Commuter rail service for Northern Virginians, once a mere twinkle in a transportation planner's eye, moved a step closer to reality yesterday.

At its meeting in Richmond, the state transportation board voted to assume responsibility for the design and construction of seven commuter parking lots to serve a proposed 90-mile system, which would provide service to downtown Washington on two corridors, from Manassas and Fredericksburg.

"That is really a tremendous boost to us," said Stephen Roberts, who is managing the project for the Northern Virginia Transportation Commission.

Commuter rail service still faces a range of obstacles. Funding is not assured, nor has the question of liability insurance for the railroads that own the track been entirely resolved.

Nonetheless, state officials have grown increasingly committed to the service out of concern over mounting traffic congestion on both the I-66 and I-95 corridors. Last month, the transportation board voted to provide a $3.2 million grant to the transportation commission so it could begin purchasing equipment and building railroad platforms.

"The metropolitan region is expanding and even though we're making road improvements, there will still be terrible congestion," said Roberts. "It's been demonstrated clearly that the road network has to have this kind of auxiliary."

In other action yesterday, the board awarded 111 highway contracts around the state worth $99 million. It was the largest number of contracts awarded in a single month in the history of the Virginia Department of Transportation, officials said, and reflects the impact of the $422 million-a-year transportation tax package approved in a special session of the General Assembly last year.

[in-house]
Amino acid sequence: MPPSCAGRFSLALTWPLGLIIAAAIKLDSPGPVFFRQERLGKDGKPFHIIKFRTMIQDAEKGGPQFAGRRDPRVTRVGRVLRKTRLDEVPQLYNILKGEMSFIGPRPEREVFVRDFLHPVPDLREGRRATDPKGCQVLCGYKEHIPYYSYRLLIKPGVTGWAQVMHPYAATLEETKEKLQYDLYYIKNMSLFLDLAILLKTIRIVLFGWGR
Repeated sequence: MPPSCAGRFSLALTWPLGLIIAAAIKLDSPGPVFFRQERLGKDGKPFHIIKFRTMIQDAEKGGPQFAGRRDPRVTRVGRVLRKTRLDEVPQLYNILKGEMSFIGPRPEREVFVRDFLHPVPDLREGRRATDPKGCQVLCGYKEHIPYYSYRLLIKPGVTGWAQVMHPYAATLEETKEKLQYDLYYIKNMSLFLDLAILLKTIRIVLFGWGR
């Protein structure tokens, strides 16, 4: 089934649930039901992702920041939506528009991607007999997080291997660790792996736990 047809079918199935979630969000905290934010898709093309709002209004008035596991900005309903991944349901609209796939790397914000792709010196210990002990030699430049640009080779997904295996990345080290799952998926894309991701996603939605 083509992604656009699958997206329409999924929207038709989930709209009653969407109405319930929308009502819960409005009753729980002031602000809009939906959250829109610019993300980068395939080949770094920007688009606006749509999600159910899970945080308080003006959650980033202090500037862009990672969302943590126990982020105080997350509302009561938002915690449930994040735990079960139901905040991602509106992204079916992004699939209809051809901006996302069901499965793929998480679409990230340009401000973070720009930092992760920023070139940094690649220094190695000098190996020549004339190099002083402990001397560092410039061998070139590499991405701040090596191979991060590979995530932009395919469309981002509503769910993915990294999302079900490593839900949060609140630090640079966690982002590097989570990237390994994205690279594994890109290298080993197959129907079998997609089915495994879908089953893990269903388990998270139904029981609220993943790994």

In Northern Virginia, the state awarded a $6.9 million contract for the widening of Rte. 28 for two miles north and south of the Dulles Access Road and construction of a mile-long, four-lane access roadway from Rte. 28 to the planned Center for Innovative Technology.

The widening project, which will add two lanes to Rte. 28, is part of a massive series of improvements planned for the corridor that will cost in excess of $300 million.

Yesterday's vote on the rail service commits the state to assume responsibility for managing construction of the parking lots, a step that will speed the project once the necessary funding is secured, according to Roberts.

The commission estimates that it can provide the service for $9 million a year, paying for it with $4 million in passenger fares and the rest in state and local funds.

The commission hopes to begin service in March 1989 using eight trains, four on each line.

Under the proposal, the commission would buy cars and locomotives and lease time on tracks owned by Norfolk Southern, Conrail and the Richmond, Fredericksburg & Potomac Railroad. Amtrak would operate the service under contract.

A ridership estimate released last month predicts that the service would carry 4,000 people a day, which exceeds the traffic-carrying capacity of a new freeway lane during the busiest rush hour, according to the Northern Virginia Transportation Commission.

In a prepared statement, Transportation Commissioner Ray D. Pethtel noted that the I-95 corridor already carries about 100,000 vehicles a day, a number that is expected to reach 150,000 by 2000.

Roberts said the commission and the railroads are nearing agreement on the question of liability insurance, although he added, "any of the parties could still mess it up."

The project also must overcome the reluctance of officials in Fredericksburg who fear their picturesque community will be overrun each morning by commuters driving there to catch the train, he said.